Abstraction is one of the key concepts in object oriented programming.

The process of abstraction involves extracting what is key to design a class. For instance if we are designing a dog class, what is essential to a dog?

  1. four legs
  2. fur
  3. carnivorous

And what things does a dog do?

  1. runs
  2. barks
  3. bites

Based on these traits and behaviours we could write a general description, a class definition for a dog. Some dogs would not need all these things, and specific dogs might have extra qualities, but we can abstract a general dog class which we can base a description of a specific dog on. We have an abstraction of a dog.

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Abstraction in Java

We use abstraction in Java to define data types or classes which we can use to instatiate objects. To use an abstract data type there is no need to know anything about how the class is written, just what parameters are needed and what methods are available.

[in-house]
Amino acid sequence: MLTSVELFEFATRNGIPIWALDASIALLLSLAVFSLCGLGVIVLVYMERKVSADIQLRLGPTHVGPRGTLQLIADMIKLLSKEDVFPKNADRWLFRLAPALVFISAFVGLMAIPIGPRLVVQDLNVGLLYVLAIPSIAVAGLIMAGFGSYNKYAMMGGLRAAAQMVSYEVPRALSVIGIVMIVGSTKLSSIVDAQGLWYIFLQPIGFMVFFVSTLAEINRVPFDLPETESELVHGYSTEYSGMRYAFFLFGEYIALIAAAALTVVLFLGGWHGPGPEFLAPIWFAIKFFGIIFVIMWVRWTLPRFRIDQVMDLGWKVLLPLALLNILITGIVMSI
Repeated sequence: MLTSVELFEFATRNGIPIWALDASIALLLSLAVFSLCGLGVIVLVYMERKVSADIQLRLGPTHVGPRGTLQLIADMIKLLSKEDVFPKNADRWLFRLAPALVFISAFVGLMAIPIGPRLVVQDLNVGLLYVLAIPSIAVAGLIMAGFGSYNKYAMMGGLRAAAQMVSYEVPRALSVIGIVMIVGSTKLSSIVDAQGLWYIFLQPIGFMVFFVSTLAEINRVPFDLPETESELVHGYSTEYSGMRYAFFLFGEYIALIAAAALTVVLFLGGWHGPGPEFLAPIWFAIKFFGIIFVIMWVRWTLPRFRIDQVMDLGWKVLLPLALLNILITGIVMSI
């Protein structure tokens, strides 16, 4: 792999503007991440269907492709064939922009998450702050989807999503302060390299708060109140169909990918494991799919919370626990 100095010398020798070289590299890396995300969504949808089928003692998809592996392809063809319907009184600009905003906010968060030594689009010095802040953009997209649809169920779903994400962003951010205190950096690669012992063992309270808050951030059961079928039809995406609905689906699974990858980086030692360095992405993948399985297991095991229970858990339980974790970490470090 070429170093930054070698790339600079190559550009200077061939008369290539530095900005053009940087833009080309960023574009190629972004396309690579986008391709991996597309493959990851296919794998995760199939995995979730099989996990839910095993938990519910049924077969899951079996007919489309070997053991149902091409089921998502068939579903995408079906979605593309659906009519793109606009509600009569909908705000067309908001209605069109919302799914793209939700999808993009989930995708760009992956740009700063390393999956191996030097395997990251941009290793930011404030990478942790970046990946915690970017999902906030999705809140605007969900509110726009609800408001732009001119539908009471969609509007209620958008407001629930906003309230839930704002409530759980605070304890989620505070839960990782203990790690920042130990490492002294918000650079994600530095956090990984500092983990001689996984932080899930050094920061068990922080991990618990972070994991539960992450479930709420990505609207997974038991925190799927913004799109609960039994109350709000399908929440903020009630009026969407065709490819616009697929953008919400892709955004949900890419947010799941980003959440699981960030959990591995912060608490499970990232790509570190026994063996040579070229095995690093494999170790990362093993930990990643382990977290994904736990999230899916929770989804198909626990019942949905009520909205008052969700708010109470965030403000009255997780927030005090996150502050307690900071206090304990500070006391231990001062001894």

So for instance if I wanted to code a coin for a coin toss program I would first use abstraction to define what the key attributes and methods are for a coin.


A coin has two sides called 'heads' and 'tails'. There are a lot of other things about co

ins such as their value and the image on them, but these are not general to coins or important to our program.


We will need to toss the coin. We will need to be able to read the result of the toss. So these will be our methods.

Now we can write an application programming interface (API) for our Coin class.

public class Coin
Coin (String id) create a coin named id
void toss() toss the coin
Boolean result() true for a head tossed

Once the code is written and tested for this class anyone could use it, based on this API, in their program without worrying about the specifics.

Coin dime = new Coin("dime");
Boolean tossResult = dime.result();

So being able to use abstraction effectively is key to writing good OO code.

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